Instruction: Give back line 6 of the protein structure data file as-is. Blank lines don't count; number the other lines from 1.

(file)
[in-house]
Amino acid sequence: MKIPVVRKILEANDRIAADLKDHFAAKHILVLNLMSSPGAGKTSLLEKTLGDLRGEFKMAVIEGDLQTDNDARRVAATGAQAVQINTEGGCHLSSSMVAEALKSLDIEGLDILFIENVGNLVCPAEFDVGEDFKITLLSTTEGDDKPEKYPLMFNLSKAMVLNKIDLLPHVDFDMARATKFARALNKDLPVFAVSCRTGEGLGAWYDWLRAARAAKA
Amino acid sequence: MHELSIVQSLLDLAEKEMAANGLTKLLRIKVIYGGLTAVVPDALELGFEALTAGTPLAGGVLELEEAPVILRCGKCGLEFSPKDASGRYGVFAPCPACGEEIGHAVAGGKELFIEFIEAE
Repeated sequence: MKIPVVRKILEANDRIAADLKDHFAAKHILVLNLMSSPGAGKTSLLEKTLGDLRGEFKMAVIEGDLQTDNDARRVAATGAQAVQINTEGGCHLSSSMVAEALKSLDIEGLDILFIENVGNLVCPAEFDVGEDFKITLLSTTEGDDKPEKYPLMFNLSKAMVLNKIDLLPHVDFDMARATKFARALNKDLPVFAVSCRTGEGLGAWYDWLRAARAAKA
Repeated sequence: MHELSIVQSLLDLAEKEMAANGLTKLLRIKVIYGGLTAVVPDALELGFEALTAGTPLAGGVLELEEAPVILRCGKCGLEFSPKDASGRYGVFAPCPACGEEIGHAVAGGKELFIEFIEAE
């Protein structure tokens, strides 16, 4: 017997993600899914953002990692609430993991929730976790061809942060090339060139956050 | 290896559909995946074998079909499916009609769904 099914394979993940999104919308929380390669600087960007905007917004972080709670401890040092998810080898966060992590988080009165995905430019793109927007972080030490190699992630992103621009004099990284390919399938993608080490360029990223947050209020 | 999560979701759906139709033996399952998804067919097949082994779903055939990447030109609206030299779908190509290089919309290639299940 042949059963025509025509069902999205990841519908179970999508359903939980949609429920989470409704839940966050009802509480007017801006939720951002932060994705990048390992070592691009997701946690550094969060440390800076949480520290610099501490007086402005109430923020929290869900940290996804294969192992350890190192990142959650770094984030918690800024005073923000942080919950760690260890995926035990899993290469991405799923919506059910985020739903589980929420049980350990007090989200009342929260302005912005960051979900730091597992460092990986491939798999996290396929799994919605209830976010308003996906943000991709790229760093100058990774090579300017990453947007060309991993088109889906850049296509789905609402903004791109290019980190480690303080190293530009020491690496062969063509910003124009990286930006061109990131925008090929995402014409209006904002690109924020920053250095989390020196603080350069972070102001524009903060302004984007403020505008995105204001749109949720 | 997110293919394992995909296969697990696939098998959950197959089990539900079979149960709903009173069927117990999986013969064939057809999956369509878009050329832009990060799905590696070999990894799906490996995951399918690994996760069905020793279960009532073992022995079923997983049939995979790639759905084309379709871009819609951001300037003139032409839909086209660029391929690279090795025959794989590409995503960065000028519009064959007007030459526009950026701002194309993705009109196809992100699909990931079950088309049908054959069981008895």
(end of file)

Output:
């Protein structure tokens, strides 16, 4: 017997993600899914953002990692609430993991929730976790061809942060090339060139956050 | 290896559909995946074998079909499916009609769904 099914394979993940999104919308929380390669600087960007905007917004972080709670401890040092998810080898966060992590988080009165995905430019793109927007972080030490190699992630992103621009004099990284390919399938993608080490360029990223947050209020 | 999560979701759906139709033996399952998804067919097949082994779903055939990447030109609206030299779908190509290089919309290639299940 042949059963025509025509069902999205990841519908179970999508359903939980949609429920989470409704839940966050009802509480007017801006939720951002932060994705990048390992070592691009997701946690550094969060440390800076949480520290610099501490007086402005109430923020929290869900940290996804294969192992350890190192990142959650770094984030918690800024005073923000942080919950760690260890995926035990899993290469991405799923919506059910985020739903589980929420049980350990007090989200009342929260302005912005960051979900730091597992460092990986491939798999996290396929799994919605209830976010308003996906943000991709790229760093100058990774090579300017990453947007060309991993088109889906850049296509789905609402903004791109290019980190480690303080190293530009020491690496062969063509910003124009990286930006061109990131925008090929995402014409209006904002690109924020920053250095989390020196603080350069972070102001524009903060302004984007403020505008995105204001749109949720 | 997110293919394992995909296969697990696939098998959950197959089990539900079979149960709903009173069927117990999986013969064939057809999956369509878009050329832009990060799905590696070999990894799906490996995951399918690994996760069905020793279960009532073992022995079923997983049939995979790639759905084309379709871009819609951001300037003139032409839909086209660029391929690279090795025959794989590409995503960065000028519009064959007007030459526009950026701002194309993705009109196809992100699909990931079950088309049908054959069981008895």